April 2, 2018, by Vivian Nereim
The phone call came at 8 p.m. from the Saudi royal court: Come to The Plaza, immediately.
We journalists rushed over to the Manhattan hotel, but it was almost three hours before anything happened. And when it did — when Crown Prince Mohammed bin Salman and Masayoshi Son, Softbank’s chief executive officer, wordlessly signed papers and declared that a “huge step in human history” had been taken — we had no idea what they were talking about. As the prince left, Son stood still for several long seconds before taking questions.
“What just happened?” I ventured.
The public signing of a Saudi plan to build a $200 billion solar facility was indeed historic. If successful, it will be the world’s largest solar-energy installation by a factor of 100. But no one told us what was going on as we sat on the floor (no chairs). It was just another day — or night — in the chaotic life of the hundreds of officials, business figures and communications consultants who are trailing the heir to the Saudi throne around the world as he tries to drum up investment and boost his country’s image. He’s in the middle of a three-week U.S. visit. After Washington, Boston and New York, the delegation headed to the West Coast for meetings with Microsoft founder Bill Gates and the heads of Amazon, Apple, Google and Uber.
The trip got off to a madcap start when the Saudis applied at the last minute for more than 500 U.S. visas, according to a person familiar with the matter. As organizers weighed whether to allow media access to a gala dinner in Washington, I was invited, dis-invited and then re-invited.
At least three government entities, along with outside firms, are involved in coordinating press coverage of the visit but information has been scarce. Journalists gleaned the outline of the prince’s schedule -– when he would travel to different cities, who would accompany him and whom he would meet –- through rumors and anonymous sources.
Part of the tension appears to be over how much to publicize — and how much change the Saudi public can handle. While in New York, Prince Mohammed met with Pro-Israel leaders in the U.S., including from the Conference of Presidents of Major American Jewish Organizations and the American Jewish Committee. But the participants were sworn to secrecy. Meanwhile, another meeting he held in New York, with religious figures including Roman Catholic clergy and two rabbis, was heralded by the Saudi embassy as inter-religious dialogue that “emphasized the common bond among all people, particularly people of faith.”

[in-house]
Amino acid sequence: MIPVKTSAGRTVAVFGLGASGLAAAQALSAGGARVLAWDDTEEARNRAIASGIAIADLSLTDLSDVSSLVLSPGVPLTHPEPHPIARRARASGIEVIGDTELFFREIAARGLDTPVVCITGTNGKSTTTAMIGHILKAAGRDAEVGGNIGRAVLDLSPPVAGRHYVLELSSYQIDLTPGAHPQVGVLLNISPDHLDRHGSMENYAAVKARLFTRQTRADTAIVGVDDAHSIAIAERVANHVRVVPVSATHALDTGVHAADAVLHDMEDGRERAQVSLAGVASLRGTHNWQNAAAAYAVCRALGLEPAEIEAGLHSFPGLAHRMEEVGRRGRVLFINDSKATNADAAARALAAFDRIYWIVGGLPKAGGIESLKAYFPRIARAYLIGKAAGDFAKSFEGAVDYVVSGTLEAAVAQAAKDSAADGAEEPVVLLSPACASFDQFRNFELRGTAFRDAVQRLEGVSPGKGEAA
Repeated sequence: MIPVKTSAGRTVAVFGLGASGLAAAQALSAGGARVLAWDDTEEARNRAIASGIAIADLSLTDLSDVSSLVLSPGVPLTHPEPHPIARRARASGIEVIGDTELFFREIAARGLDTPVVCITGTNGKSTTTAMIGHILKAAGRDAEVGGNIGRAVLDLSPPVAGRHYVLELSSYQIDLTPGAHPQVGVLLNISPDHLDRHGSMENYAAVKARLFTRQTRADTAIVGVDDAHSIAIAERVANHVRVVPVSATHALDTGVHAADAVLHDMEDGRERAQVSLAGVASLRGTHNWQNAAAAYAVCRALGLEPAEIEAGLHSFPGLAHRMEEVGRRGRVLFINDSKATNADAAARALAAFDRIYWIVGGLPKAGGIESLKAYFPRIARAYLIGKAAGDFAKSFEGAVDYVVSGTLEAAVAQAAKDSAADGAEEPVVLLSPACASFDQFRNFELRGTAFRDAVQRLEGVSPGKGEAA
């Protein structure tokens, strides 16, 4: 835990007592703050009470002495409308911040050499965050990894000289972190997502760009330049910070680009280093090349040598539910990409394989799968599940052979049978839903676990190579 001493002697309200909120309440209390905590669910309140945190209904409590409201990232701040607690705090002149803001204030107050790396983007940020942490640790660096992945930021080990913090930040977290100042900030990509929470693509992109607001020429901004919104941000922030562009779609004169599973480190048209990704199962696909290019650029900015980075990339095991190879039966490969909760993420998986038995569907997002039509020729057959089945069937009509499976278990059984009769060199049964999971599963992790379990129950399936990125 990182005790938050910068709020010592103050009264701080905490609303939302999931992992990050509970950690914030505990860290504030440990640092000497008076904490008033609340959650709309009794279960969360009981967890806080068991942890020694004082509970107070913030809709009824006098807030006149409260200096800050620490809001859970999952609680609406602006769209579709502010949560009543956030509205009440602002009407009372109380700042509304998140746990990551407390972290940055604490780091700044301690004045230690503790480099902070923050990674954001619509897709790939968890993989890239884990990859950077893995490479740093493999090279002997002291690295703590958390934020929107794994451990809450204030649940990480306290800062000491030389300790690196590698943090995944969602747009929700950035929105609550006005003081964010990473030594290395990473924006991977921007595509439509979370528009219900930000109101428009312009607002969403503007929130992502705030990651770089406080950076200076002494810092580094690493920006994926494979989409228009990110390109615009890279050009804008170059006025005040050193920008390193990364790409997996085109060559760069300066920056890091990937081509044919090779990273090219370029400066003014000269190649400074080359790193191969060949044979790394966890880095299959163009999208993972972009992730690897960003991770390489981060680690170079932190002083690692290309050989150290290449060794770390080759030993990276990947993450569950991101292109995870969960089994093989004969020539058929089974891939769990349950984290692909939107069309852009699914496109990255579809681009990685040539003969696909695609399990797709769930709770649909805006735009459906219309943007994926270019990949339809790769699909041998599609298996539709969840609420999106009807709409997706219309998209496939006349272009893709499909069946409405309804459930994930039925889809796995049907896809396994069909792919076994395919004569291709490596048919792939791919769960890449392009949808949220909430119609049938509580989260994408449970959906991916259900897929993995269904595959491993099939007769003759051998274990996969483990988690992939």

Asked about the unannounced meeting, one Saudi government representative didn’t respond while a second referred back to the press release about the interfaith gathering without further comment.
The prince is in a hurry to remake the once fiercely closed-off Islamic kingdom, diversifying its economy away from oil and loosening social restrictions even as he tightens his political grip over the authoritarian state. He’s famous for working long hours and late nights, as the glazed eyes of the employees arranging his trip can attest. He’d barely finished official visits to Egypt and the U.K. when he jetted to Washington.
Some chaos is inevitable on a trip of such scale. But it’s also a symptom of the growing pains Saudi Arabia is going through as its secretive government pledges more transparency — crucial in the lead-up to the initial public offering of as much as 5 percent of state oil company Saudi Aramco. For a society that has long valued discretion, a road show promoting openness is a bit of an alien concept.
The Saudi government has undeniably opened up during the past few years, issuing a slew of visas for foreign journalists and appointing spokesmen where none existed. In New York, Prince Mohammed met with reporters and editors at the New York Times and the Wall Street Journal, albeit mostly off the record.
“We have committed to increasing the level of transparency and accountability,” said Husameddin AlMadani, head of Saudi Arabia’s National Center for Performance Management, a government agency that measures progress on the targets set by the prince. “It helps investors. It helps think tanks and researchers.”
How that will play out is far from clear as officials lurch between traditional silence and promises of openness. The result is often a bizarre blend, a kind of twilight zone where something — it’s just not always clear what — is being announced. That’s what happened last week at the Plaza at midnight. As quickly as it started, the event was over. Reporters were left to meander past the closed bar and dishes of Saudi dates, observing a handful of delegates working into the morning hours.